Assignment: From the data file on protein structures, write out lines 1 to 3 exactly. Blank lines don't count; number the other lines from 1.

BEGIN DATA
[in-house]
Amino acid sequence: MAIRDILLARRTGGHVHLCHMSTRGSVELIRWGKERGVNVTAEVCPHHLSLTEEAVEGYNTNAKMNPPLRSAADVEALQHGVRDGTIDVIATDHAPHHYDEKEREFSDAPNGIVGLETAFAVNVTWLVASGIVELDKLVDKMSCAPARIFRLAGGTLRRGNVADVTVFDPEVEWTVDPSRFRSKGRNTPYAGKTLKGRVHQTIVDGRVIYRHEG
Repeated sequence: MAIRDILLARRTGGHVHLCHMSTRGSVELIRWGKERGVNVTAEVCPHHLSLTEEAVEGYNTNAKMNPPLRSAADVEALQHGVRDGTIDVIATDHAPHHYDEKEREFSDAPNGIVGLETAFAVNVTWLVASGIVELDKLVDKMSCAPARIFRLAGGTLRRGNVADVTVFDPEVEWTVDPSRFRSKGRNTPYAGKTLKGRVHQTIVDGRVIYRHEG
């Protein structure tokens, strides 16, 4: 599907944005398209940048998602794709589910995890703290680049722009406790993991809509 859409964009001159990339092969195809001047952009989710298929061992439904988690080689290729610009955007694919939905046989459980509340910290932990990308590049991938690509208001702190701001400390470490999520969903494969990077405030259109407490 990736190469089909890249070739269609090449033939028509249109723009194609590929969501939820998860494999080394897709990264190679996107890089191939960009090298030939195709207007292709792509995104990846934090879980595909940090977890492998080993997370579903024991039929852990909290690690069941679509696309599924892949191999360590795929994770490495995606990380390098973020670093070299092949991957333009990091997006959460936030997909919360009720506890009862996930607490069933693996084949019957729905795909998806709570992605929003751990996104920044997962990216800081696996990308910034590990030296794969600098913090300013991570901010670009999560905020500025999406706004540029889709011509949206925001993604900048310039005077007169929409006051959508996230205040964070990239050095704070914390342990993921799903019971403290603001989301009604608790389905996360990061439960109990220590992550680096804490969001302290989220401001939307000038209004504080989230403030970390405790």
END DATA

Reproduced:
[in-house]
Amino acid sequence: MAIRDILLARRTGGHVHLCHMSTRGSVELIRWGKERGVNVTAEVCPHHLSLTEEAVEGYNTNAKMNPPLRSAADVEALQHGVRDGTIDVIATDHAPHHYDEKEREFSDAPNGIVGLETAFAVNVTWLVASGIVELDKLVDKMSCAPARIFRLAGGTLRRGNVADVTVFDPEVEWTVDPSRFRSKGRNTPYAGKTLKGRVHQTIVDGRVIYRHEG
Repeated sequence: MAIRDILLARRTGGHVHLCHMSTRGSVELIRWGKERGVNVTAEVCPHHLSLTEEAVEGYNTNAKMNPPLRSAADVEALQHGVRDGTIDVIATDHAPHHYDEKEREFSDAPNGIVGLETAFAVNVTWLVASGIVELDKLVDKMSCAPARIFRLAGGTLRRGNVADVTVFDPEVEWTVDPSRFRSKGRNTPYAGKTLKGRVHQTIVDGRVIYRHEG